Unlike its bigger, more famous cousin to the south, Jasper has a more relaxed and authentic feel to it, even during the peak of the summer season. Your imagination isn’t playing tricks on you: most visitors to the Canadian Rockies arrive via Calgary, visit Banff National Park, and being transfixed by the multiple natural wonders that surround them there, they never make the 289 kilometre drive that it takes to reach this outpost of civilization in the wilderness of the mid-Rockies.
Furthermore, Alberta’s largest city lies only an hour and change from the Bow Valley (Canmore/Banff), while Jasper is a 4 hour drive from Edmonton, and 5 full hours from Calgary. All this adds up to markedly lower visitation numbers, as only 2 million visit Jasper National Park, compared to the 4 million that pass through the gates of Banff National Park.
Another aspect that gives Jasper its unique character is the fact that approximately half the town’s employable adults work in the railroad industry, as this mountain town is a divisional point on this portion of the CN rail line. This results in a base of people living here that are permanent year round residents with stable jobs and lives, making it feel more like a “real” town than other centres dependent on tourism, who often have larger transient populations.
The lower visitor numbers certainly aren’t due to a lack of alpine beauty, as there are a multitude of natural attractions ranging from aquamarine lakes, to surging waterfalls, and one of the largest glacial ice sheets in the world.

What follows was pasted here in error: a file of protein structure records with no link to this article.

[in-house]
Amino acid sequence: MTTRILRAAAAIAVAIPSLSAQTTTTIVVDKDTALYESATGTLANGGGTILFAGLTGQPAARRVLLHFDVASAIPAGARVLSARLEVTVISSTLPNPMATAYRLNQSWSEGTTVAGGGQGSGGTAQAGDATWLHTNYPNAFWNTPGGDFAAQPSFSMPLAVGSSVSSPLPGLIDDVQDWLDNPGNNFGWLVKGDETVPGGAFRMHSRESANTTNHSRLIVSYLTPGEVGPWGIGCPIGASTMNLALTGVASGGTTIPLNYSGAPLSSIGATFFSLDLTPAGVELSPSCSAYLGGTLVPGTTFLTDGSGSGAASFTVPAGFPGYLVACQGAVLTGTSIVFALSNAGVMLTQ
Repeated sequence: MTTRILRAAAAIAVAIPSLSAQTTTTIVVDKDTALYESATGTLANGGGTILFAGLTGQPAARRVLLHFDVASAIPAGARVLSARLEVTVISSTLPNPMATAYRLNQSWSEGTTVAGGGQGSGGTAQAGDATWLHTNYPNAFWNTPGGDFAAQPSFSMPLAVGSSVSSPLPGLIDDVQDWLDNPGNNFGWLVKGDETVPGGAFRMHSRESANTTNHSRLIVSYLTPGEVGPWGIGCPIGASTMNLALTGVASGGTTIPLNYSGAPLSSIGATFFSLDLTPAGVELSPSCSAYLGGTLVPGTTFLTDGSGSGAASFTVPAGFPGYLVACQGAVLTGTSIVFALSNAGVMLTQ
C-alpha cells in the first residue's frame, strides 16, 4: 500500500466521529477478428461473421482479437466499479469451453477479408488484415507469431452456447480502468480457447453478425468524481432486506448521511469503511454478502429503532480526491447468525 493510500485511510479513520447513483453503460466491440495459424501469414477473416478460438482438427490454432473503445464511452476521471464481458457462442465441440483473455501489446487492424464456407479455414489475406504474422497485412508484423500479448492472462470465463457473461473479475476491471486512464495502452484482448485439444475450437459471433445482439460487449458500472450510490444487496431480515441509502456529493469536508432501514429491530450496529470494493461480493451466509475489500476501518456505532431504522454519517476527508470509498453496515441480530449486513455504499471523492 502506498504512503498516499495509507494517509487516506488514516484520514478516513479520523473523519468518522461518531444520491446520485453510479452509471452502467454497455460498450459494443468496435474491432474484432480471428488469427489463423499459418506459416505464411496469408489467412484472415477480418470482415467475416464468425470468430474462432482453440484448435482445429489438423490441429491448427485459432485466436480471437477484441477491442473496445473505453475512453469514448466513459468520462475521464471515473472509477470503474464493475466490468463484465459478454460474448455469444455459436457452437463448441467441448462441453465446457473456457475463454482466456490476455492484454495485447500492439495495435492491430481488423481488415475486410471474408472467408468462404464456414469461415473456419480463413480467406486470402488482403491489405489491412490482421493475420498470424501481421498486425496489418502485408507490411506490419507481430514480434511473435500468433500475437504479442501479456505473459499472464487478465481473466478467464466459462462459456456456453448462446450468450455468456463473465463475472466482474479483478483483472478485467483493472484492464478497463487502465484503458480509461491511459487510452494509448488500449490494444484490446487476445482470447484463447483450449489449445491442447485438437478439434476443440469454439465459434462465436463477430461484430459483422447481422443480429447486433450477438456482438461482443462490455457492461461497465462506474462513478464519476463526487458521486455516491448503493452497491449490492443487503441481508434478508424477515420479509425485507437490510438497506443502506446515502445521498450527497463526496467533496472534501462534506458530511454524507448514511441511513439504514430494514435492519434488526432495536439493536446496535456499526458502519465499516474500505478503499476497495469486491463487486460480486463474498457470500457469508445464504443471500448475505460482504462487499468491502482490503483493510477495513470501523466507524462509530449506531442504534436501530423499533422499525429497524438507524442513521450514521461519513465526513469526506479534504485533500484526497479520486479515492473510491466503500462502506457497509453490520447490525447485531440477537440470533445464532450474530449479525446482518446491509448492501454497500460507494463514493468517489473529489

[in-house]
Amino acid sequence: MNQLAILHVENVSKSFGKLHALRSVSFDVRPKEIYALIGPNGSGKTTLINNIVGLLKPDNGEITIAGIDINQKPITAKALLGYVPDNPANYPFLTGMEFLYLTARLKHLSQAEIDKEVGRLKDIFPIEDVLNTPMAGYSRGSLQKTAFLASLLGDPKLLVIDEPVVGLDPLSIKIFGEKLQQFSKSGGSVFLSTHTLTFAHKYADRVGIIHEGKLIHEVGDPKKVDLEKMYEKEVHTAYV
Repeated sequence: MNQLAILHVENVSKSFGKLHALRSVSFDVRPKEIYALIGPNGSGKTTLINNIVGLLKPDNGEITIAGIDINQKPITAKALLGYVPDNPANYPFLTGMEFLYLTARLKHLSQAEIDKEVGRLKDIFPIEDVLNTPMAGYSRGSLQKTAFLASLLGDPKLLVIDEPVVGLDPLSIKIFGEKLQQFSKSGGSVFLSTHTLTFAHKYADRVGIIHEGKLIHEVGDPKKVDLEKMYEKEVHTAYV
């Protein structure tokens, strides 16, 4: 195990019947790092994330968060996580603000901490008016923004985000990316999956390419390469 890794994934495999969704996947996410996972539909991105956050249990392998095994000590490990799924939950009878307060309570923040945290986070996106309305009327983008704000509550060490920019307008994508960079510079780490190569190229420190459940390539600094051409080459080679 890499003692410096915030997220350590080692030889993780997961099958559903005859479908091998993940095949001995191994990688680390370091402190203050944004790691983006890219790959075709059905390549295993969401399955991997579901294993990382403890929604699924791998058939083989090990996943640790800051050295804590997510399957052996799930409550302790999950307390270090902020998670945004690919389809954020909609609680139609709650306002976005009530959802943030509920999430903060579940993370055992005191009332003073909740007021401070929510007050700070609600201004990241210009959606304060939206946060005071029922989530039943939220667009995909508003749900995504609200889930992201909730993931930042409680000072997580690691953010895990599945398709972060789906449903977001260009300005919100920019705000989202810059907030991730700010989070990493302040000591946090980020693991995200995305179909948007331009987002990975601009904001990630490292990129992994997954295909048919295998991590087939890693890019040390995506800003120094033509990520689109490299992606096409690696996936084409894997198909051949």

Just be careful … many people come here to go for a hike and maybe photograph an elk, and before you know it, they have two jobs, and a closet full of outdoor gear, having spent 5-10+ years living the Rocky Mountain dream in this picture-perfect Shangri-la.
Even though Jasper is known primarily for its natural attractions, it does have some cultural assets worth checking out. Those that are interested in how this settlement carved out of the Rocky Mountain wilderness came to be should head to the Jasper Museum & Archives, which is located on the road that traces the back of the townsite.
Here, the story of the first European excursions to the region, the native population that preceded their arrival, the humble beginnings of Jasper (then Fitzhugh) as a humble railroad camp of tar paper shacks, and the origins of all the area’s major tourist attractions are told, along with those detailing the life and times of the town’s most prominent and colorful citizens.